Friday, June 23, 2006

Education Myths

I found an American Enterprise article about so-called myths in education. Whether you agree with their take or not, and I'm not sure I do in several of the areas, there was one statistic in there that, if true, was rather surprising to me.

Few people are aware that our education spending per pupil has been growing steadily for 50 years. At the end of World War II, public schools in the United States spent a total of $1,214 per student in inflation-adjusted 2002 dollars. By the middle of the 1950s that figure had roughly doubled to $2,345. By 1972 it had almost doubled again, reaching $4,479. And since then, it has doubled a third time, climbing to $8,745 in 2002. (boldface mine--Darren)


Anonymous said...

Liz here from I Speak of Dreams. Downtown College Prep is the school profiled in Joanne Jacobs' book, Our School. One of the math teachers there, Dan Greene, is starting a blog, The Exponential Curve. "Our students are primarily Latino, are far below grade level in their math and reading skills, and will be the first in their families to go to college. We refer to our students as being on an exponential learning curve: the average level in math of our incoming freshmen is 5th grade, and we need to get them to a 12th grade level in 4 short years.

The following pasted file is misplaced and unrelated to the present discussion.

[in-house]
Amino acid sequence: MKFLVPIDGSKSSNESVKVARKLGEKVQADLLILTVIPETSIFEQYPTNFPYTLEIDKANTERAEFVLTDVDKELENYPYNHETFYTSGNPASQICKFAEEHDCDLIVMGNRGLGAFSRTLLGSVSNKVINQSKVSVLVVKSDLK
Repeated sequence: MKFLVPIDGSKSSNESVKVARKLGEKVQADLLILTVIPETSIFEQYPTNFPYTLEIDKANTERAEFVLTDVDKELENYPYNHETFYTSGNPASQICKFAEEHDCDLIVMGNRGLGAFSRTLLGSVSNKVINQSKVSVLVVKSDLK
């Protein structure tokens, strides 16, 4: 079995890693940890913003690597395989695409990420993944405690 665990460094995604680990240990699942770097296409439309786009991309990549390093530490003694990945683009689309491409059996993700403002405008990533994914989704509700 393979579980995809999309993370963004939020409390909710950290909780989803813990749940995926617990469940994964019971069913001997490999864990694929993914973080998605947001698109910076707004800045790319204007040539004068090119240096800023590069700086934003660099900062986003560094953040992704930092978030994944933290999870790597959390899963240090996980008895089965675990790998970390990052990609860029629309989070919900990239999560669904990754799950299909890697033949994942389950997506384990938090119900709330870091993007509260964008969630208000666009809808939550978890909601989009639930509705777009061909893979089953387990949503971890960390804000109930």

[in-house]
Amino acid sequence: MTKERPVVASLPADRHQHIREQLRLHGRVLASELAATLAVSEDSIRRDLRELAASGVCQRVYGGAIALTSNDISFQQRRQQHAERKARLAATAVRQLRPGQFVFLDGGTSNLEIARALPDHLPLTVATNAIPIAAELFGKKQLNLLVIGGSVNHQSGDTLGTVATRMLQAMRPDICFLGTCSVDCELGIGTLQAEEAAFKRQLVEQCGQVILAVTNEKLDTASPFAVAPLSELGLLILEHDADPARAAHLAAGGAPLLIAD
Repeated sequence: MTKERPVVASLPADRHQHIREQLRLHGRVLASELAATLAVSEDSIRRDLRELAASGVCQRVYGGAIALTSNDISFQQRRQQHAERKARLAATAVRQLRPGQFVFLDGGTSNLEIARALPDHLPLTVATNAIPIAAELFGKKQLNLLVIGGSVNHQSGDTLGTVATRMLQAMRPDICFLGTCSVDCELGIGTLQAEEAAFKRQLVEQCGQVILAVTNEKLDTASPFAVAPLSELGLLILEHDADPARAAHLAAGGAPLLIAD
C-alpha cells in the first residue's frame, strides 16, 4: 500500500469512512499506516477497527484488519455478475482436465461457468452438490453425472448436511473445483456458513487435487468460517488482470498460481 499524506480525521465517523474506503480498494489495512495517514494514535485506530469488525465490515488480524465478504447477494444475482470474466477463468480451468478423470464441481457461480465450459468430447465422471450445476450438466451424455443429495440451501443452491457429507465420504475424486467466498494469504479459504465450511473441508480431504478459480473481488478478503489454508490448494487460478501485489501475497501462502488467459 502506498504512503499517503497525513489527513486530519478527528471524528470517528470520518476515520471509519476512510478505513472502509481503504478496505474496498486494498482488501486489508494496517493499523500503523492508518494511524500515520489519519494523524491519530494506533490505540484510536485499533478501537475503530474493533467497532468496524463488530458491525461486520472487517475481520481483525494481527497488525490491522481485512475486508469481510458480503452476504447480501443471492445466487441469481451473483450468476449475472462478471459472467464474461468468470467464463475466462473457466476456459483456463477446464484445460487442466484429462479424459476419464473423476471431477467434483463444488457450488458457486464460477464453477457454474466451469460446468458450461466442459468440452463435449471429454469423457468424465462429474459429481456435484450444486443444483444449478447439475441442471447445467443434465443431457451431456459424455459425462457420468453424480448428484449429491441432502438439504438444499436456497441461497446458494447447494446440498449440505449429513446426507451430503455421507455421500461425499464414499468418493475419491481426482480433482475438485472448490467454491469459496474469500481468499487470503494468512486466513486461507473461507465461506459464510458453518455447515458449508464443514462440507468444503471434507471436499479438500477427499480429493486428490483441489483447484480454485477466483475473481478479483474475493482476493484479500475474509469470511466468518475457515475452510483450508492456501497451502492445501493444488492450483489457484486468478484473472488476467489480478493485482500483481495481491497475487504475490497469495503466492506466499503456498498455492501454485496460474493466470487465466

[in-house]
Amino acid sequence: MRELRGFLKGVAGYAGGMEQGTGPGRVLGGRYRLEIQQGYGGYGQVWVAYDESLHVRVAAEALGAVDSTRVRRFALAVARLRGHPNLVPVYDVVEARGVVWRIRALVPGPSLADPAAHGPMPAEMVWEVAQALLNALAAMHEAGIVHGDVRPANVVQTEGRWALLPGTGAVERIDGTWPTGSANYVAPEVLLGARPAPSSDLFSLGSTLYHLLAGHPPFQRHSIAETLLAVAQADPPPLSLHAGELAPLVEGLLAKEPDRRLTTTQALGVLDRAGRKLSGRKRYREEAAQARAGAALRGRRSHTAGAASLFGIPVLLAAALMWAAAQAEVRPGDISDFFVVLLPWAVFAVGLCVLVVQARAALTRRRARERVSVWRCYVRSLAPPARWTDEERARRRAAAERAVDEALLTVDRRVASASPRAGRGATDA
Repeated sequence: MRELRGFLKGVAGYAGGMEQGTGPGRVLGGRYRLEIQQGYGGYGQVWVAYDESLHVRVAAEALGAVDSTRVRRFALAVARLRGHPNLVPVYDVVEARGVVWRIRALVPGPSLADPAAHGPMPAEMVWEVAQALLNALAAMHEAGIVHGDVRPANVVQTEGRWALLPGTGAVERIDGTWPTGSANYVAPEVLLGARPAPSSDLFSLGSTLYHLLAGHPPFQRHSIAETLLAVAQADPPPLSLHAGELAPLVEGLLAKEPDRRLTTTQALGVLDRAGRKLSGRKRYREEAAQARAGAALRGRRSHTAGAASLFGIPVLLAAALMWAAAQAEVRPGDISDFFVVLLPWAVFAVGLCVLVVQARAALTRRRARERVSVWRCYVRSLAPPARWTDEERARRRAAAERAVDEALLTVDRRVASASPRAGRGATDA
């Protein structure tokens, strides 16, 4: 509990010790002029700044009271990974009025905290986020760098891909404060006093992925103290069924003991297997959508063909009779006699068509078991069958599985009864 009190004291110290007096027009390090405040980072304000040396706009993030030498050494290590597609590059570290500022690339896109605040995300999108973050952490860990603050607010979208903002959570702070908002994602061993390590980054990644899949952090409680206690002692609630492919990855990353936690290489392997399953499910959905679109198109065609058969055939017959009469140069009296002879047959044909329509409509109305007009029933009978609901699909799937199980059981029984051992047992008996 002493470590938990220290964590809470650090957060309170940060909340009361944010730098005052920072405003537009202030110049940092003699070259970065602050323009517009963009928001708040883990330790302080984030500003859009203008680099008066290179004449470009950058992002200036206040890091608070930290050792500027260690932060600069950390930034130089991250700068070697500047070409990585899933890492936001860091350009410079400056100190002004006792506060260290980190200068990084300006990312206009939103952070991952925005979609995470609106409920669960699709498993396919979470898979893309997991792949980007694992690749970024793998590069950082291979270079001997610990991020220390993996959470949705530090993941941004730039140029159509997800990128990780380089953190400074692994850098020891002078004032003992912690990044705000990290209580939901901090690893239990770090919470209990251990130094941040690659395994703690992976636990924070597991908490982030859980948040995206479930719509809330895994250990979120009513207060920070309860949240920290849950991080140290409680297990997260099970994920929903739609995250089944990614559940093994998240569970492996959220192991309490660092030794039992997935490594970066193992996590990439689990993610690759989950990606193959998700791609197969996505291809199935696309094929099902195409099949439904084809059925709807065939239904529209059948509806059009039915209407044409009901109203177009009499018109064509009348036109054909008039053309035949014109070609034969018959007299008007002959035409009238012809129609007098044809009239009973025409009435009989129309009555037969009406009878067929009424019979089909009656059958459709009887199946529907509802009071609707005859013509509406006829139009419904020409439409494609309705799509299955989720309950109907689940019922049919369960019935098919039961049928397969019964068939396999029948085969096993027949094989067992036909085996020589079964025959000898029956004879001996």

[snip]My hope in starting this blog is to try to start a forum in which math teachers can collaborate and share their ideas for creatively and effectively teaching specific concepts and structuring their courses."

He'd like to hear from other math teachers.

Darren said...

I've read Joanne's book--bought it from her out of the trunk of her car!

So far I like Dan's web site. I may add it to my list of California Education Bloggers.